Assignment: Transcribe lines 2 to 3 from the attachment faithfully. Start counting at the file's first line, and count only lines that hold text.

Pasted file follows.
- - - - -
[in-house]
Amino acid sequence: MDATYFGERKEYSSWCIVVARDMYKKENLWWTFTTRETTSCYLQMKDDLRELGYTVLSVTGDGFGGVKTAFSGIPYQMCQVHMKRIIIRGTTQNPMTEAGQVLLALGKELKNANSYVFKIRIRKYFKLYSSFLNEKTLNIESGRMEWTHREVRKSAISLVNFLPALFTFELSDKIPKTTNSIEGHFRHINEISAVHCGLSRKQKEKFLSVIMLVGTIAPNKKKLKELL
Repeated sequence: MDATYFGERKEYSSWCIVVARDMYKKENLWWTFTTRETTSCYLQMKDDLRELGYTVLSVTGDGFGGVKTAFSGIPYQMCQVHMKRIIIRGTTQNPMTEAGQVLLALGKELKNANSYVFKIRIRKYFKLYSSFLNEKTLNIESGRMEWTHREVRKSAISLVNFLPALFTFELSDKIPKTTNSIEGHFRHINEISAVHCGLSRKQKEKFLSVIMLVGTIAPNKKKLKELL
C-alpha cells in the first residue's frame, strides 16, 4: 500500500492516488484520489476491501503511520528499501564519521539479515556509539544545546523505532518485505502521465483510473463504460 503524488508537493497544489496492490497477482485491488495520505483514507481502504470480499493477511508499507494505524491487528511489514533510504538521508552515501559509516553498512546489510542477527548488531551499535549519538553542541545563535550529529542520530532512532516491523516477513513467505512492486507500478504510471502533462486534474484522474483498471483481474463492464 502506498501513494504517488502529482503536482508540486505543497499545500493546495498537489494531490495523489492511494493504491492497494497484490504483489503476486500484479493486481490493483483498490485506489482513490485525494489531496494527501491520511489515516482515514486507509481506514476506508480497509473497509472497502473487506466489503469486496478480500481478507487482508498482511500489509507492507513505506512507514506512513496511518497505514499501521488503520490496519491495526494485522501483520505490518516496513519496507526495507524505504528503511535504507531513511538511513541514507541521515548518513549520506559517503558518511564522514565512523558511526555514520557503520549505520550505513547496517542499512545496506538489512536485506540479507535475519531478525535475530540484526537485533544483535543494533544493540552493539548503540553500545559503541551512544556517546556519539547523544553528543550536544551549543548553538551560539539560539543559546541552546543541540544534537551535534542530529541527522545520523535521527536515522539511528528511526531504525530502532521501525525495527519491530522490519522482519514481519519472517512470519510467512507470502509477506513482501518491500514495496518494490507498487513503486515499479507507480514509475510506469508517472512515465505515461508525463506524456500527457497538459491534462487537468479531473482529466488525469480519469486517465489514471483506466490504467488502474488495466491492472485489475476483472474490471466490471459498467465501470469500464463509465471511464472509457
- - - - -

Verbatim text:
Amino acid sequence: MDATYFGERKEYSSWCIVVARDMYKKENLWWTFTTRETTSCYLQMKDDLRELGYTVLSVTGDGFGGVKTAFSGIPYQMCQVHMKRIIIRGTTQNPMTEAGQVLLALGKELKNANSYVFKIRIRKYFKLYSSFLNEKTLNIESGRMEWTHREVRKSAISLVNFLPALFTFELSDKIPKTTNSIEGHFRHINEISAVHCGLSRKQKEKFLSVIMLVGTIAPNKKKLKELL
Repeated sequence: MDATYFGERKEYSSWCIVVARDMYKKENLWWTFTTRETTSCYLQMKDDLRELGYTVLSVTGDGFGGVKTAFSGIPYQMCQVHMKRIIIRGTTQNPMTEAGQVLLALGKELKNANSYVFKIRIRKYFKLYSSFLNEKTLNIESGRMEWTHREVRKSAISLVNFLPALFTFELSDKIPKTTNSIEGHFRHINEISAVHCGLSRKQKEKFLSVIMLVGTIAPNKKKLKELL